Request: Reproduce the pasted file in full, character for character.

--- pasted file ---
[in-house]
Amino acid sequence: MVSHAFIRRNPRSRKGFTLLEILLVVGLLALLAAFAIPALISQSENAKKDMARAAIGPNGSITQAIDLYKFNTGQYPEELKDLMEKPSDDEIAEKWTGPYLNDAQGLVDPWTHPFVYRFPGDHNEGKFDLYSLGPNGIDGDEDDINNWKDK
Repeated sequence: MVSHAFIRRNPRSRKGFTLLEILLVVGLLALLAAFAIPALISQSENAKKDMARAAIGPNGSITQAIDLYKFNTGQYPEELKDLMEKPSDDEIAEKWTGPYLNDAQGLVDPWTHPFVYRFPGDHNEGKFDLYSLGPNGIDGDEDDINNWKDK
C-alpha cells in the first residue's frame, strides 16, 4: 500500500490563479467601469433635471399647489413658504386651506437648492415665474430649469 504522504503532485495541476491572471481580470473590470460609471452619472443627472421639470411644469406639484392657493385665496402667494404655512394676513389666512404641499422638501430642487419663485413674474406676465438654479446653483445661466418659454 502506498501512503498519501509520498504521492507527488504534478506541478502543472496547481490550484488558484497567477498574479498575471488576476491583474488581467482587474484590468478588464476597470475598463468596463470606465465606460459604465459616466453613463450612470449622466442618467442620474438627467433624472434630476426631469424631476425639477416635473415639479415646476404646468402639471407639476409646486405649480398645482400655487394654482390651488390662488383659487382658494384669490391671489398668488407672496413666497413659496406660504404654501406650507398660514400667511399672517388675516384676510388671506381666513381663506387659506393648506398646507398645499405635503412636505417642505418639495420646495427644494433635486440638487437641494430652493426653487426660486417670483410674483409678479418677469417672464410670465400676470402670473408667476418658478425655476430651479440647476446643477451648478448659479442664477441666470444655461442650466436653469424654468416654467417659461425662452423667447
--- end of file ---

[in-house]
Amino acid sequence: MVSHAFIRRNPRSRKGFTLLEILLVVGLLALLAAFAIPALISQSENAKKDMARAAIGPNGSITQAIDLYKFNTGQYPEELKDLMEKPSDDEIAEKWTGPYLNDAQGLVDPWTHPFVYRFPGDHNEGKFDLYSLGPNGIDGDEDDINNWKDK
Repeated sequence: MVSHAFIRRNPRSRKGFTLLEILLVVGLLALLAAFAIPALISQSENAKKDMARAAIGPNGSITQAIDLYKFNTGQYPEELKDLMEKPSDDEIAEKWTGPYLNDAQGLVDPWTHPFVYRFPGDHNEGKFDLYSLGPNGIDGDEDDINNWKDK
C-alpha cells in the first residue's frame, strides 16, 4: 500500500490563479467601469433635471399647489413658504386651506437648492415665474430649469 504522504503532485495541476491572471481580470473590470460609471452619472443627472421639470411644469406639484392657493385665496402667494404655512394676513389666512404641499422638501430642487419663485413674474406676465438654479446653483445661466418659454 502506498501512503498519501509520498504521492507527488504534478506541478502543472496547481490550484488558484497567477498574479498575471488576476491583474488581467482587474484590468478588464476597470475598463468596463470606465465606460459604465459616466453613463450612470449622466442618467442620474438627467433624472434630476426631469424631476425639477416635473415639479415646476404646468402639471407639476409646486405649480398645482400655487394654482390651488390662488383659487382658494384669490391671489398668488407672496413666497413659496406660504404654501406650507398660514400667511399672517388675516384676510388671506381666513381663506387659506393648506398646507398645499405635503412636505417642505418639495420646495427644494433635486440638487437641494430652493426653487426660486417670483410674483409678479418677469417672464410670465400676470402670473408667476418658478425655476430651479440647476446643477451648478448659479442664477441666470444655461442650466436653469424654468416654467417659461425662452423667447